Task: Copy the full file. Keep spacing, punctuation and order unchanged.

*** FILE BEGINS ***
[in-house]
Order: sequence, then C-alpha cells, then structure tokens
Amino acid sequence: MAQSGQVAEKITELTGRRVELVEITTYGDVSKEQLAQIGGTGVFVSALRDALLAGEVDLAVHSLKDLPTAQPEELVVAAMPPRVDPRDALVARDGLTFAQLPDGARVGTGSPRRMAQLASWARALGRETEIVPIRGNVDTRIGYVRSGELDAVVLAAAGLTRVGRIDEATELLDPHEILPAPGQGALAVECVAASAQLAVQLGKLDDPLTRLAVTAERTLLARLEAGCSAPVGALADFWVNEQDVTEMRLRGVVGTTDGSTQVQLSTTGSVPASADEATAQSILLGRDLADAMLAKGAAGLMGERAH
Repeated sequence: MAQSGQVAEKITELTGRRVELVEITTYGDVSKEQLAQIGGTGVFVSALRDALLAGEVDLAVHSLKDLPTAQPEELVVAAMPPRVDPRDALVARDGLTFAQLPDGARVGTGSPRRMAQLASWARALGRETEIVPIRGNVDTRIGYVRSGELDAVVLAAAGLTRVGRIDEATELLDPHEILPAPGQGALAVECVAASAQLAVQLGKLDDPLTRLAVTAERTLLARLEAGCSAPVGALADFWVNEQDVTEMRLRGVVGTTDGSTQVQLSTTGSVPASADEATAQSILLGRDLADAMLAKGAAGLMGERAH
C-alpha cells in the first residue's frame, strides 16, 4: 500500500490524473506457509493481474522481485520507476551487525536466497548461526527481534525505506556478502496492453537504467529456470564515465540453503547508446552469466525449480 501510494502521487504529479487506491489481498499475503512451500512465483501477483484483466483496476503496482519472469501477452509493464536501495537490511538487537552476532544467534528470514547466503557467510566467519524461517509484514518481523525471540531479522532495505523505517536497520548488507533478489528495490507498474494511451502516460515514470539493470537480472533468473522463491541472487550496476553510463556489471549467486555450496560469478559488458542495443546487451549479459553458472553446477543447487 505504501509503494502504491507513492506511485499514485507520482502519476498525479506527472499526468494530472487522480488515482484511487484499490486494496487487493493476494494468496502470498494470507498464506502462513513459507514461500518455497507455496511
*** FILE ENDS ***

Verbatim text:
[in-house]
Order: sequence, then C-alpha cells, then structure tokens
Amino acid sequence: MAQSGQVAEKITELTGRRVELVEITTYGDVSKEQLAQIGGTGVFVSALRDALLAGEVDLAVHSLKDLPTAQPEELVVAAMPPRVDPRDALVARDGLTFAQLPDGARVGTGSPRRMAQLASWARALGRETEIVPIRGNVDTRIGYVRSGELDAVVLAAAGLTRVGRIDEATELLDPHEILPAPGQGALAVECVAASAQLAVQLGKLDDPLTRLAVTAERTLLARLEAGCSAPVGALADFWVNEQDVTEMRLRGVVGTTDGSTQVQLSTTGSVPASADEATAQSILLGRDLADAMLAKGAAGLMGERAH
Repeated sequence: MAQSGQVAEKITELTGRRVELVEITTYGDVSKEQLAQIGGTGVFVSALRDALLAGEVDLAVHSLKDLPTAQPEELVVAAMPPRVDPRDALVARDGLTFAQLPDGARVGTGSPRRMAQLASWARALGRETEIVPIRGNVDTRIGYVRSGELDAVVLAAAGLTRVGRIDEATELLDPHEILPAPGQGALAVECVAASAQLAVQLGKLDDPLTRLAVTAERTLLARLEAGCSAPVGALADFWVNEQDVTEMRLRGVVGTTDGSTQVQLSTTGSVPASADEATAQSILLGRDLADAMLAKGAAGLMGERAH
C-alpha cells in the first residue's frame, strides 16, 4: 500500500490524473506457509493481474522481485520507476551487525536466497548461526527481534525505506556478502496492453537504467529456470564515465540453503547508446552469466525449480 501510494502521487504529479487506491489481498499475503512451500512465483501477483484483466483496476503496482519472469501477452509493464536501495537490511538487537552476532544467534528470514547466503557467510566467519524461517509484514518481523525471540531479522532495505523505517536497520548488507533478489528495490507498474494511451502516460515514470539493470537480472533468473522463491541472487550496476553510463556489471549467486555450496560469478559488458542495443546487451549479459553458472553446477543447487 505504501509503494502504491507513492506511485499514485507520482502519476498525479506527472499526468494530472487522480488515482484511487484499490486494496487487493493476494494468496502470498494470507498464506502462513513459507514461500518455497507455496511